-- Alan Kay


Life on the internet Superhighway


Just some idle musing at the close of 2010.

Some of what I knew as science fiction in my youth is now becoming reality. I am not sure I like it all or even understand it as a cultural phenomena.

Life on the internet Superhighway. I think I am stuck on the off ramp.

Maybe it is a generational thing. 24/7 communication and data overload. I am a 61 year old man, retired, physics & chemistry degrees, and technology/ science literate. On that last, at least I thought I was tech literate, but I am beginning to wonder.

Much of all the hype and noise in tech these days are remote devices iOS & Android. I don't even have such a device and it is all a bit bewildering. And the social network apps are equally bizarre to me as well.

MySpace, Facebook, FourSquare, Tumblr, Twitter, Flickr, Gowalla, Tweeter, I don't pretend to understand much of it at all. It is all alphabet soup. And expanding. Smartphones, iTouch/iPhones,iPads, all these make it easier to do all this. With OnStar even your car can be turned off remotely.

I even wonder about the prospect of embedded devices in your body, like RFID technology. Is that just around the corner for all at birth?

WIth GPS, Wi-Fi, & cellular networks, it seem many want to know 24/7 where everyone is, and many seem to equally want to automatically wirelessly announce their location and everything they are doing to all listening on all social networks.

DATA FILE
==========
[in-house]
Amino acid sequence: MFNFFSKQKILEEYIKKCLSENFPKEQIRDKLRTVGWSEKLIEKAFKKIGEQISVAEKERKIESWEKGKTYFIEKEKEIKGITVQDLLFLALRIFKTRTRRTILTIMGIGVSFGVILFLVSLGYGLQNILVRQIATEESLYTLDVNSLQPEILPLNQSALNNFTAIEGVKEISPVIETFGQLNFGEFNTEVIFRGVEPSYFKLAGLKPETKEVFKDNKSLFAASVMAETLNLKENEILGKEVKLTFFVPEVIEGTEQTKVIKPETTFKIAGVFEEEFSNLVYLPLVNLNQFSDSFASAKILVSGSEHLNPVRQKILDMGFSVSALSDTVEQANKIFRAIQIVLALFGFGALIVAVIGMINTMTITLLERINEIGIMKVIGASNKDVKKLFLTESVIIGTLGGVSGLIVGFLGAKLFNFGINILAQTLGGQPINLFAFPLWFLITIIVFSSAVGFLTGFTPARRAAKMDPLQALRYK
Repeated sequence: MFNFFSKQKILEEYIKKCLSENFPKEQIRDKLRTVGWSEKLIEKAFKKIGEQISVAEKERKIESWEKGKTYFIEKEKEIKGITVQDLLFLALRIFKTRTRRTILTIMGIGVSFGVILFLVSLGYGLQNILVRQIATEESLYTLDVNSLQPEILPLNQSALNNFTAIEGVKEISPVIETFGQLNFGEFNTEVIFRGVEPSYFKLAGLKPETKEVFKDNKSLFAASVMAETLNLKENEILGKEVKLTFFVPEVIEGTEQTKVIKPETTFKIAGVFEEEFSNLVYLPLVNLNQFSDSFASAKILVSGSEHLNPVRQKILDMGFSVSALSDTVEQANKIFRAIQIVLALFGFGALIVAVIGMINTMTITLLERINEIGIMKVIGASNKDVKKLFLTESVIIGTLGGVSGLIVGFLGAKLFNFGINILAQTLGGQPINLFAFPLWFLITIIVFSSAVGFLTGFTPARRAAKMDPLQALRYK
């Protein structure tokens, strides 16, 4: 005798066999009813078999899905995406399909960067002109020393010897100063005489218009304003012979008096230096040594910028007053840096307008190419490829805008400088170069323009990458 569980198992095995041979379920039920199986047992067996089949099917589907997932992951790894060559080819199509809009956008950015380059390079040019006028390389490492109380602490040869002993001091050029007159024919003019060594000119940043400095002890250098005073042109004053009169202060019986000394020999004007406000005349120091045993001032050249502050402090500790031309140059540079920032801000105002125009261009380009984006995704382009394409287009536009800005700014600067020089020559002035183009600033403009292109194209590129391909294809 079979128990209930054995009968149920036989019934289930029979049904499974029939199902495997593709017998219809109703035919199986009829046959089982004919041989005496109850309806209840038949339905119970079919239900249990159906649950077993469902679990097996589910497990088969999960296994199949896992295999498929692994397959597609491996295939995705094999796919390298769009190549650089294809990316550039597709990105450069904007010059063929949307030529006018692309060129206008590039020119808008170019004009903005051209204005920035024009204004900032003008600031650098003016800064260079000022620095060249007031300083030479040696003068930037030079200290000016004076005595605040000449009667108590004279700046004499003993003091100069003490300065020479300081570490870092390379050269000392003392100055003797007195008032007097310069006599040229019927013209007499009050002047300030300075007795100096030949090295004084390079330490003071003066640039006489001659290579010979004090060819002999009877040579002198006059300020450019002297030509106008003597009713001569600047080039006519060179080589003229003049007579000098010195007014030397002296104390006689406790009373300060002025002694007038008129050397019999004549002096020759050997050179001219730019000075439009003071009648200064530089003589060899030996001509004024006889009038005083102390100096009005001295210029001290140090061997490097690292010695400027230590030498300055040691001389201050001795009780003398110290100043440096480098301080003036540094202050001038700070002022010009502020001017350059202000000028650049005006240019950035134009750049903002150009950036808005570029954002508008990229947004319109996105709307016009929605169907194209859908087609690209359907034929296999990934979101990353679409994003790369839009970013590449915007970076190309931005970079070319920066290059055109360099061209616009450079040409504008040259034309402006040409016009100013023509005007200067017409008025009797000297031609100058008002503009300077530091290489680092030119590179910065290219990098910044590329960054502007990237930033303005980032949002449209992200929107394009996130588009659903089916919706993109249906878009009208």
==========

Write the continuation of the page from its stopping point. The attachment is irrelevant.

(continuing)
A twenty-something person built a network utilizing these kinds of technologies and is a billionaire now.

I would guess Big Brother (aka George Orwell's 1984) loves it.

If privacy is really gone (as it seems to be rapidly becoming and endangered species) I would not be surprised to see our Congresscritters outlaw stones because we all now live in glass houses.

MIke J




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Tuesday,  December 28, 2010

"We've seen some tailing off of the print sales, but for most companies, the growth of e-books has been so great that there's a lot of revenue coming from that side that's sort of gravy for us."


--- Roland Dobbin

Outies is selling well, with no publisher pushing it.


The Velikovsky Affair

Dr. Pournelle, Just a few comments, the web site monodock.net has been taken down, probably because James Hogan died earlier this year. www.jamesphogan.com is still active. There is a conspiratorial comment from this summer that "the cause of his death is still unknown".

Reading the material made me think of Erick von Daniken. I read "Chariots of the Gods" while in college, and remember being very excited about it. Also read the two follow on books and remember thinking they were shoddy sequels.

The moon landing was a hoax, Alien Autopsy, 9/11, Roswell, doesn't matter how often or hard they are knocked down, they will always crawl back out of the grave. I did buy the book on Roswell you recommended, unfortunately it is now underneath "The Best of Larry Niven", so it will be a while before it is read.

"Outies" was my first Kindle book.

"Coolest California summer on record" LA Times.


Wayne Fiebick

I looked briefly for Hogan's Velikovsky paper, but I didn't find it easily, and I don't think it important enough to search further. For me the interesting part of the Velikovsky Affair was the reaction of Big Science.